• Hyperaldosteronism/Conn's syndrome: ↑aldosterone → impacts distal tubules & collecting ducts of nephron → ↑ sodium and water retention, ↓ potassium retention → ↑ blood pressure
  • Hypercortisolism/Cushing's syndrome: ↑cortisol → ↓ corticotropin releasing hormone (CRH), ↓ adrenocorticotropic hormone (ACTH), ↑ blood glucose
  • Virilization: ↑ DHEA, ↑ DHEA-sulfate (DHEA-S), ↑ androstenedione, ↑ testosterone, ↑ DHT → ↑ urinary 17-ketosteroids (metabolic product)
  • Feminization: ↑ androgens → aromatization → ↑ estrogen, ↑ estradiol → ↑ urinary 17-ketosteroids (metabolic product)
  • Children: predisposing genetic factors are present in ~50% of children with adrenal cortical tumors, most commonly Li-Fraumeni syndrome and Beckwith-Wiedemann syndrome (see above); may arise due to defective apoptosis (J Clin Endocrinol Metab 2000;85:2048)
Etiology
  • Neoplastic proliferation of adrenal cortical cells
  • May arise from any of the 3 layers, but zona fasciculata most common (Mod Pathol 2011;24:S58)
Clinical features
  • Minority are functional, may produce a pure or mixed endocrine syndrome (from most to least common):
    • Hyperaldosteronism/Conn's syndrome: hypertension, proximal muscle weakness, headache, polyuria, tachycardia with/without palpitation, hypokalemia, hypocalcemia
    • Hypercortisolism/Cushing's syndrome: central obesity, moon facies, plethora, striae, thin skin, easy bruising, hirsutism, telangiectasias, hyperhidrosis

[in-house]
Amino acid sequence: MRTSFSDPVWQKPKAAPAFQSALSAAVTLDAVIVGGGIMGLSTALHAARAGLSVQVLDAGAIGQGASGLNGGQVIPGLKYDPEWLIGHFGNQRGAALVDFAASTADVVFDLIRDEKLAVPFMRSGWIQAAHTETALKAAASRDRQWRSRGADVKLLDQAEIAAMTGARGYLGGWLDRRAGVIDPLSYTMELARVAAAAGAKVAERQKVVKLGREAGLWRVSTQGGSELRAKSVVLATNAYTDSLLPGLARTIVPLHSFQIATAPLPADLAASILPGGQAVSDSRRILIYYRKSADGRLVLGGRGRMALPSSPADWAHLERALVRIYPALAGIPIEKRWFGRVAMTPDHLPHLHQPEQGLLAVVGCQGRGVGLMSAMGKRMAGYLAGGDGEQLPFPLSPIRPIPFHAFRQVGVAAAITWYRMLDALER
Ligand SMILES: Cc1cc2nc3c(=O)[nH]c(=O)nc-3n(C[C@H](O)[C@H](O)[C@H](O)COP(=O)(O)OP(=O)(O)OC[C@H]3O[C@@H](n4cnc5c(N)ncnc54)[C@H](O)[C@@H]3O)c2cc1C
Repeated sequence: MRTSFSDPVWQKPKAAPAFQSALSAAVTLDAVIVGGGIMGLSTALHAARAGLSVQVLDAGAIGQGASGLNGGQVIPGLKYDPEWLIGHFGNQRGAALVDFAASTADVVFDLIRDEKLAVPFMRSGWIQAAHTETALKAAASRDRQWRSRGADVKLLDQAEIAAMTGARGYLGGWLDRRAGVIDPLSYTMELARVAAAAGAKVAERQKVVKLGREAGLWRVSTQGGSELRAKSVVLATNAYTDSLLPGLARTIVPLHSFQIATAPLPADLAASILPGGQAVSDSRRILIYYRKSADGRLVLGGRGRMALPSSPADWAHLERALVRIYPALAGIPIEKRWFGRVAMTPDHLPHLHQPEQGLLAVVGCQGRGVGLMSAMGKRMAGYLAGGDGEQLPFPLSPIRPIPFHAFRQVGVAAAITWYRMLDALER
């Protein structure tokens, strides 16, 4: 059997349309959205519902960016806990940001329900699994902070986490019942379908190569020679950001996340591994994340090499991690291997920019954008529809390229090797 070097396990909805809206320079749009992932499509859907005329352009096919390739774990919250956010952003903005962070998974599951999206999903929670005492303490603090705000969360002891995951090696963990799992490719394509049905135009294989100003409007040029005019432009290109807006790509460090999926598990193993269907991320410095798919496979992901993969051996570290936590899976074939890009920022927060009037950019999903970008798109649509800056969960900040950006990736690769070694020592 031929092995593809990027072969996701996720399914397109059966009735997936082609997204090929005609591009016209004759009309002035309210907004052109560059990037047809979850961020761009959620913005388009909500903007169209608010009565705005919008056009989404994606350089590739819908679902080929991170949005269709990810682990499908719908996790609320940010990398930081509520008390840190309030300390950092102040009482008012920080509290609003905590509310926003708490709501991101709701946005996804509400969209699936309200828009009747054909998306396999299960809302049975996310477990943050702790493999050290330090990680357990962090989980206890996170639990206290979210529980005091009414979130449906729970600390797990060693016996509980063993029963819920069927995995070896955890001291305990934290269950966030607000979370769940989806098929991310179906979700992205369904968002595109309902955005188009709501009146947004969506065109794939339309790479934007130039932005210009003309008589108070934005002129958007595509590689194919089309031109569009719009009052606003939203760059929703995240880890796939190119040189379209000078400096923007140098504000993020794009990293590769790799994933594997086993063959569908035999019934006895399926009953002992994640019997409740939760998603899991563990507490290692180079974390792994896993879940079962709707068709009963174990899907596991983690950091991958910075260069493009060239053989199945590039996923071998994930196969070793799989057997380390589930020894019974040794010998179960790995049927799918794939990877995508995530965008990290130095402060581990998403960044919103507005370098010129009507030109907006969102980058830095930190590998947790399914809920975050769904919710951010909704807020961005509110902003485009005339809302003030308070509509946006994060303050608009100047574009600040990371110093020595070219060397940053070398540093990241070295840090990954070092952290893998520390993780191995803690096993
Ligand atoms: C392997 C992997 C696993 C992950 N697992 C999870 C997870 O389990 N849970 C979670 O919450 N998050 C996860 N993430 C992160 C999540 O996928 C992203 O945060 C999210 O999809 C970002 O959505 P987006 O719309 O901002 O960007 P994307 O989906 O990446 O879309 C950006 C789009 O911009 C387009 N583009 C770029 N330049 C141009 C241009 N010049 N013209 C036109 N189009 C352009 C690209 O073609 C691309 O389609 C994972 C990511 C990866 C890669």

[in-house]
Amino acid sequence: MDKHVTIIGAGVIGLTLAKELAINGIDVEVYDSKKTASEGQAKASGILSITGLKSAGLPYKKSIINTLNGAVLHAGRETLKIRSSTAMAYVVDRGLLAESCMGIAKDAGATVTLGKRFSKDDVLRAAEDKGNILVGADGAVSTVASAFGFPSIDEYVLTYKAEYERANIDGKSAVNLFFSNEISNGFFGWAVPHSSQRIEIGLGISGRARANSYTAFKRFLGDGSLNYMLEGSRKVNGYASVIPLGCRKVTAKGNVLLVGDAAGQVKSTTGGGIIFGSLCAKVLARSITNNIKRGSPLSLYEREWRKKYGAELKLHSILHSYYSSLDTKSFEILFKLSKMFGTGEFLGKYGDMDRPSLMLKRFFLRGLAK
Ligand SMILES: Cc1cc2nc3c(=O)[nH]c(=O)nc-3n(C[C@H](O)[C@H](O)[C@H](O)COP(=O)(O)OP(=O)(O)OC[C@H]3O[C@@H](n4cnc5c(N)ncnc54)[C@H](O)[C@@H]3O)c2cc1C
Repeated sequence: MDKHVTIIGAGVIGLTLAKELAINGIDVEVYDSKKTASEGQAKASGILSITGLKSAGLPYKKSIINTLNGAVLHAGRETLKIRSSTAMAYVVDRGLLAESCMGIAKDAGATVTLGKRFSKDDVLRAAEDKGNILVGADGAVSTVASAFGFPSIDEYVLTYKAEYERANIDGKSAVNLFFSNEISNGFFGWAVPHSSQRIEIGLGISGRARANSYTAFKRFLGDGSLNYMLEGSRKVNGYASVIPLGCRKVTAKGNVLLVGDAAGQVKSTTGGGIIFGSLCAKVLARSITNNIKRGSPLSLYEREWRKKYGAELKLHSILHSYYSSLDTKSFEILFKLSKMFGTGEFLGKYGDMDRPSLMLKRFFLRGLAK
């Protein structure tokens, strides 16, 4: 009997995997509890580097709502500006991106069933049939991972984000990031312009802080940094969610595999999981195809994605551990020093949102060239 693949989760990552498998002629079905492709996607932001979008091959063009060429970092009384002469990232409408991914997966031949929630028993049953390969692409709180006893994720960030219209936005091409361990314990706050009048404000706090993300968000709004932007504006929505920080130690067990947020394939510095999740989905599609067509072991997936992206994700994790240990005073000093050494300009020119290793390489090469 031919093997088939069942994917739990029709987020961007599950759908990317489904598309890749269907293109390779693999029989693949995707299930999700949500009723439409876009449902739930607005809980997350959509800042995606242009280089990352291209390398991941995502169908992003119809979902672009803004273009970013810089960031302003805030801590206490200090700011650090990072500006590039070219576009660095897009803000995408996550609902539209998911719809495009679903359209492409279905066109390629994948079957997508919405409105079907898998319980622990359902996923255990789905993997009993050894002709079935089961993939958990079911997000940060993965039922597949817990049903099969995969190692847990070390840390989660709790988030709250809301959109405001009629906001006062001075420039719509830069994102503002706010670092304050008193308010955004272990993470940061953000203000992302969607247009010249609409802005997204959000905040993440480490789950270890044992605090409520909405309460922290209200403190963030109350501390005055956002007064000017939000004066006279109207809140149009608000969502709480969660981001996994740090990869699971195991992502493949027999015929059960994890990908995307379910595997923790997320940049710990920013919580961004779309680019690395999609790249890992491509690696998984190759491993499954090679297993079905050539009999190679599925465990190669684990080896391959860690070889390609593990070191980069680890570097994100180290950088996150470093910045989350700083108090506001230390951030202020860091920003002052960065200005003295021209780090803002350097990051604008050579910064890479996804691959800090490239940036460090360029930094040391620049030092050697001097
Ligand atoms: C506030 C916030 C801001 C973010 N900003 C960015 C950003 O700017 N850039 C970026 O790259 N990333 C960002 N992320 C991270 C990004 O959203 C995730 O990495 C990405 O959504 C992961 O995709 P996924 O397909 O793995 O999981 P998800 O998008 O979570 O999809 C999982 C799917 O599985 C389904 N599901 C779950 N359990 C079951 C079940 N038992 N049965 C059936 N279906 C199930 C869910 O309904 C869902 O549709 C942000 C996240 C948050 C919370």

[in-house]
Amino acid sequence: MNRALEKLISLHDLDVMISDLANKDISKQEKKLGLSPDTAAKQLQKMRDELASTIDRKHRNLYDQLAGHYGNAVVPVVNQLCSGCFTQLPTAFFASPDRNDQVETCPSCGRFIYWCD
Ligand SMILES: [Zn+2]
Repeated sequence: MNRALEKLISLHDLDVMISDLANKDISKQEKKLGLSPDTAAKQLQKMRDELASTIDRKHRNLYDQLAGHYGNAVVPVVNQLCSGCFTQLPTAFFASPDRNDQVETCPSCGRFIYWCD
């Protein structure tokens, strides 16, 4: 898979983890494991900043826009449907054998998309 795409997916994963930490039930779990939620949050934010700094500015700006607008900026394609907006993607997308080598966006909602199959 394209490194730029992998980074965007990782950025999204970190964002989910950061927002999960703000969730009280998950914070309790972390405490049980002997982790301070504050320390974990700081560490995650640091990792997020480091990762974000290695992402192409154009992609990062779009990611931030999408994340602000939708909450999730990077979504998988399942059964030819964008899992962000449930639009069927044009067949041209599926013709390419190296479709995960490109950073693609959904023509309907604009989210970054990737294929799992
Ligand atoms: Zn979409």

• Virilization:
      • Females: increased muscle mass (Herculean habitus), clitoromegaly, facial hair, deep voice, pubic hair
      • Males: penile enlargement, pubic hair
    • Feminization: gynecomastia, impotence
Diagnosis
  • Adrenal lesion discovered with imaging used to work up unrelated clinical symptoms, therefore usually no detectable hormonal abnormalities or clinical symptoms (Pol J Radiol 2013;78:47)
  • Work up may include observation (serial imaging, laboratory tests) or fine needle aspiration / core biopsy (rarely indicated, mainly for ruling out non-adrenal metastases) (J Clin Endocrinol Metab 2010;95:4106)
  • Well circumscribed lesion comprised of cells resembling any of the 3 layers of the normal adrenal cortex
  • Difficult to differentiate ACA from normal adrenal cortex in adrenal core needle biopsies
  • Atypical histologic features are commonly found in children, making adrenal cortical adenomas difficult to distinguish from adrenal cortical carcinoma
Laboratory
  • Battery of endocrine tests usually within normal limits, although a minority may have subclinical hormone production with slight abnormalities
  • Suggested endocrine tests include: dexamethasone suppression test, ACTH levels, plasma free metanephrine/normetanephrine, 24 hour total urinary metanephrines, ratio plasma aldosterone:plasma renin (Indian J Endocrinol Metab 2013;17:S59)
  • Adrenal tumors in patients with previously unrecognized clinical symptoms attributable to the tumor are not considered incidentalomas (Pol J Radiol 2013;78:47)
  • Hyperaldosteronism/Conn's syndrome: ↑aldosterone, hypernatremia, hypokalemia
  • Cushing's syndrome: ↑cortisol, ↓CRH, ↓ACTH, hyperglycemia
  • Virilization: ↑DHEA, ↑DHEA-S, ↑androstenedione, ↑testosterone, ↑DHT, ↑urinary 17-ketosteroids
  • Feminization: ↑estrogen, ↑estradiol, ↑urinary 17-ketosteroids
Radiology description
  • Computed tomography (CT):
    • Rounded, well delineated borders, homogeneous, clear separation from and no extension into surrounding structures, decreased attenuation compared to uninvolved adrenal parenchyma on non-contrast CT (≤10 HU), contrast enhancing (Theranostics 2012;2:516)
  • Magnetic resonance imagining (MRI):